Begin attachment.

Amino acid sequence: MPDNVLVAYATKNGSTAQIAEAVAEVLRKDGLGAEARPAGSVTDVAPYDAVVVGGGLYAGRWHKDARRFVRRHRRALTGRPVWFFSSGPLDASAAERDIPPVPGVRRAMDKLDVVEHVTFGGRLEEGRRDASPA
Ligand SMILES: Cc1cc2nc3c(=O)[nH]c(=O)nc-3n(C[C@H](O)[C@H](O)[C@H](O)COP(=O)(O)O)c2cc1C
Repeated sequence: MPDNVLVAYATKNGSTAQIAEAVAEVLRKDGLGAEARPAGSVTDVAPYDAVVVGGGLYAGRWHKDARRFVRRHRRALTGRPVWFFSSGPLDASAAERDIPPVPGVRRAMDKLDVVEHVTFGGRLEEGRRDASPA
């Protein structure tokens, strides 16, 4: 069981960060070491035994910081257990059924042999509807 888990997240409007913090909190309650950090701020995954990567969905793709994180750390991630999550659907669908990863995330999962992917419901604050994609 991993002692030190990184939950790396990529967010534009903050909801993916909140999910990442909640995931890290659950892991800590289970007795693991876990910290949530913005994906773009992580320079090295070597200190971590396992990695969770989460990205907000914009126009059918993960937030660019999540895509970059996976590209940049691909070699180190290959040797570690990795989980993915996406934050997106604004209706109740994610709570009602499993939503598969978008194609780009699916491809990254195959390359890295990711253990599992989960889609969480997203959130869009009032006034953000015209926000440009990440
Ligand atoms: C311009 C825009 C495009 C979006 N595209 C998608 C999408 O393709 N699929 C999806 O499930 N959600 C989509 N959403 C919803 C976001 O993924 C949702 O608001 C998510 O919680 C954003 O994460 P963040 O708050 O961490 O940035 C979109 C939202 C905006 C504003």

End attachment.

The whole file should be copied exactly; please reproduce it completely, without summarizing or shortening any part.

Amino acid sequence: MPDNVLVAYATKNGSTAQIAEAVAEVLRKDGLGAEARPAGSVTDVAPYDAVVVGGGLYAGRWHKDARRFVRRHRRALTGRPVWFFSSGPLDASAAERDIPPVPGVRRAMDKLDVVEHVTFGGRLEEGRRDASPA
Ligand SMILES: Cc1cc2nc3c(=O)[nH]c(=O)nc-3n(C[C@H](O)[C@H](O)[C@H](O)COP(=O)(O)O)c2cc1C
Repeated sequence: MPDNVLVAYATKNGSTAQIAEAVAEVLRKDGLGAEARPAGSVTDVAPYDAVVVGGGLYAGRWHKDARRFVRRHRRALTGRPVWFFSSGPLDASAAERDIPPVPGVRRAMDKLDVVEHVTFGGRLEEGRRDASPA
């Protein structure tokens, strides 16, 4: 069981960060070491035994910081257990059924042999509807 888990997240409007913090909190309650950090701020995954990567969905793709994180750390991630999550659907669908990863995330999962992917419901604050994609 991993002692030190990184939950790396990529967010534009903050909801993916909140999910990442909640995931890290659950892991800590289970007795693991876990910290949530913005994906773009992580320079090295070597200190971590396992990695969770989460990205907000914009126009059918993960937030660019999540895509970059996976590209940049691909070699180190290959040797570690990795989980993915996406934050997106604004209706109740994610709570009602499993939503598969978008194609780009699916491809990254195959390359890295990711253990599992989960889609969480997203959130869009009032006034953000015209926000440009990440
Ligand atoms: C311009 C825009 C495009 C979006 N595209 C998608 C999408 O393709 N699929 C999806 O499930 N959600 C989509 N959403 C919803 C976001 O993924 C949702 O608001 C998510 O919680 C954003 O994460 P963040 O708050 O961490 O940035 C979109 C939202 C905006 C504003």